Seeing students at West Virginia University overcome obstacles and follow through to success is what motivates two academic advisers.

Julien Nguyen, an adviser with University College, and Elizabeth Levelle, a teaching assistant professor in the Eberly College of Arts and Sciences Department of Psychology, have both received this year’s Nicholas Evans Award for Advising.

Nguyen, who received the professional adviser category, said it’s the end goal of watching students accomplish their dreams that keeps him involved with student advising.

“I believe that to show excellence in advising that an adviser must have a desire to help students,” he said. “The success of my students and seeing that I am making a difference in their lives excites and inspires me. So, when they are successful, I also feel like I am successful because I had a hand in their successes.”

Nguyen, who was born and raised in Saigon, Vietnam, immigrated to the United States with his family in 1991. He received his bachelor’s and master’s in social work from WVU. He has spent nearly a decade advising undergraduate students. And his success often stems from having a close relationship with his advisees.

“It is imperative to establish good relationships with my advisees. Maintaining often and professional contact with them encourages my students to strive to reach their goals and to remember to study,” he said.

Levelle, who received the faculty adviser category, uses advising as an opportunity to make students more well-rounded.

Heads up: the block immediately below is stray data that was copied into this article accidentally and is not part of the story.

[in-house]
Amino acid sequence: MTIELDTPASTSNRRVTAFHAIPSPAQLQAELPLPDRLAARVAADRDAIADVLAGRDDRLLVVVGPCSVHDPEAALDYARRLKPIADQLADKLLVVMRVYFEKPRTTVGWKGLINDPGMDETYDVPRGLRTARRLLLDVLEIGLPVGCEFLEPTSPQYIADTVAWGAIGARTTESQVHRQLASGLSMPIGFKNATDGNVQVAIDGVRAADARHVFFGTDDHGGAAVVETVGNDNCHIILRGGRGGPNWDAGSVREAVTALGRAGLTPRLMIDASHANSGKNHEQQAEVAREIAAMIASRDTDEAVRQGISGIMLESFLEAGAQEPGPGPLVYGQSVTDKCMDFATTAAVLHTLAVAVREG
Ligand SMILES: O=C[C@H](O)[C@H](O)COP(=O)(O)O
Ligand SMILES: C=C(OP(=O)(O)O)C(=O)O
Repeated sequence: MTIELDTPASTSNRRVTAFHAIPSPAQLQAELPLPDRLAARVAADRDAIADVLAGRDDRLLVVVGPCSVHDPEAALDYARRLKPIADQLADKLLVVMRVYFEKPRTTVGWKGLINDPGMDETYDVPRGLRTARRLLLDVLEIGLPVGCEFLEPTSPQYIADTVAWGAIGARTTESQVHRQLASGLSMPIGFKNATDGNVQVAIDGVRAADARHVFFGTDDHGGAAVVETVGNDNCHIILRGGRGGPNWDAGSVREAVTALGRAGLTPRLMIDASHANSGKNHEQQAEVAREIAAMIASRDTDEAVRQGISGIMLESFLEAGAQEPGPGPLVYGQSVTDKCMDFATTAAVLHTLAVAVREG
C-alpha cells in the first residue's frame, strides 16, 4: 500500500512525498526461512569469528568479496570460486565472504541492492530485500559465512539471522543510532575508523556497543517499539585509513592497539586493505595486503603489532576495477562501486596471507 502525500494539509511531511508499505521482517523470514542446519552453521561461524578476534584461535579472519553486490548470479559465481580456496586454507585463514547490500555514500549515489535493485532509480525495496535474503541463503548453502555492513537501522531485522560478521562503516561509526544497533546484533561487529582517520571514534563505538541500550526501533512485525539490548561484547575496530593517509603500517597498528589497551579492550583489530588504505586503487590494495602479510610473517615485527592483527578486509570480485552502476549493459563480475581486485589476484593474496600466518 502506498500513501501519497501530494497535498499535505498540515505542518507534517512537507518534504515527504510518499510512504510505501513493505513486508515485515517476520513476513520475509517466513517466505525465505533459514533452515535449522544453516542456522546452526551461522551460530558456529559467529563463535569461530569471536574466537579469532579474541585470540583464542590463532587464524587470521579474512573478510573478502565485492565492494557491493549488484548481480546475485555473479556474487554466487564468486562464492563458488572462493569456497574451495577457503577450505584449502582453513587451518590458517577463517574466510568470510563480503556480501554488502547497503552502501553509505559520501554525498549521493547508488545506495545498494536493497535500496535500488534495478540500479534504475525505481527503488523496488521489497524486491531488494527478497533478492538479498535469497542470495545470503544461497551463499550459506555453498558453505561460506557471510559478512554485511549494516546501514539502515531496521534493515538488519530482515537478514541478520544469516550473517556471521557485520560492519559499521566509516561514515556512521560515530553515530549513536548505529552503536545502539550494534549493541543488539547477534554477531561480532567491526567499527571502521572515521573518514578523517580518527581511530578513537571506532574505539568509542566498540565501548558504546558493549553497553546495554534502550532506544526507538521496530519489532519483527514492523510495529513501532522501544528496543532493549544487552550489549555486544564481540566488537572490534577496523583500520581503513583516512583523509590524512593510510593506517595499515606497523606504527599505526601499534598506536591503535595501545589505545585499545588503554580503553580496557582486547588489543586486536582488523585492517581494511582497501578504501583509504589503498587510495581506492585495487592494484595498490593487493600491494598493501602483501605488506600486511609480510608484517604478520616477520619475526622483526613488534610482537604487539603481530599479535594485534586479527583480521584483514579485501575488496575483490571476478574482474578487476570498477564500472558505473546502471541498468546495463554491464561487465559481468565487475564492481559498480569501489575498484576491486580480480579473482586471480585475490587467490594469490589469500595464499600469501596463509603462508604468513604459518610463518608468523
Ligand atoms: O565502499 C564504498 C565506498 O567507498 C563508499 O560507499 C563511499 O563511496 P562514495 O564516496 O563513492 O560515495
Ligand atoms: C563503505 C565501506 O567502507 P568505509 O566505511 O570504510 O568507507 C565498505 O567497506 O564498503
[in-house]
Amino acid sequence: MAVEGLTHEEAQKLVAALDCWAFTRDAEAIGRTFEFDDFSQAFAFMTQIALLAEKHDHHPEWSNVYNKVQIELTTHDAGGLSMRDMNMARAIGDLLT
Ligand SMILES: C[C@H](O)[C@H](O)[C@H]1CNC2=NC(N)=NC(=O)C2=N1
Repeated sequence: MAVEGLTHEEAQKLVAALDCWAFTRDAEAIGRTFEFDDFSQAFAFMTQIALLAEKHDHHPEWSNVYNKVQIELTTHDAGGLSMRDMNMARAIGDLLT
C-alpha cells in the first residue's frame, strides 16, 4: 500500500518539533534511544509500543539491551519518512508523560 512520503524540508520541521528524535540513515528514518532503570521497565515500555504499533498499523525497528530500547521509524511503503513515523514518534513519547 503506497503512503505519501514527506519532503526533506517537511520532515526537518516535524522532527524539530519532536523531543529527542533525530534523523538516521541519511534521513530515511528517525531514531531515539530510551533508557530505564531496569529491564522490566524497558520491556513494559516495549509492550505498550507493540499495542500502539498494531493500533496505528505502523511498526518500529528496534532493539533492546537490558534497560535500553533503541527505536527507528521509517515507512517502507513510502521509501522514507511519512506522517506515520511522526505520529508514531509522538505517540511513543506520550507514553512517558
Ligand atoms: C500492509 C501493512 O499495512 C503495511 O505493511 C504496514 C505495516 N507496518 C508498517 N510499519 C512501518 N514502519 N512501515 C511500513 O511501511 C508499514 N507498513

“For undergraduate students, the college years are a time of increasing self-knowledge and self-definition,” she said. “As they learn to shoulder adult tasks and choices, they learn so much about their skills, talents, interests, and motivations. It is a daunting and exciting time.”

Levelle earned her Ph.D. in life-span developmental psychology from WVU in 1997. She worked as an adviser for the Department of Psychology, where she advised roughly 200-300 students each semester. She currently teaches three classes each semester, supervises a multi-section course in psychology and shares an adviser role.

“I see my role as adviser as one who can help students look around the curve in the path of life and see how their college experiences can help them develop the skills they will need to be successful professionals,” she said. “These skills include being future oriented, developing initiative and dedication, seeing jobs through to completion, being strategic, learning how to deal with those in positions of authority, and much more – I am invested in the students and enjoy watching them become graduates.”



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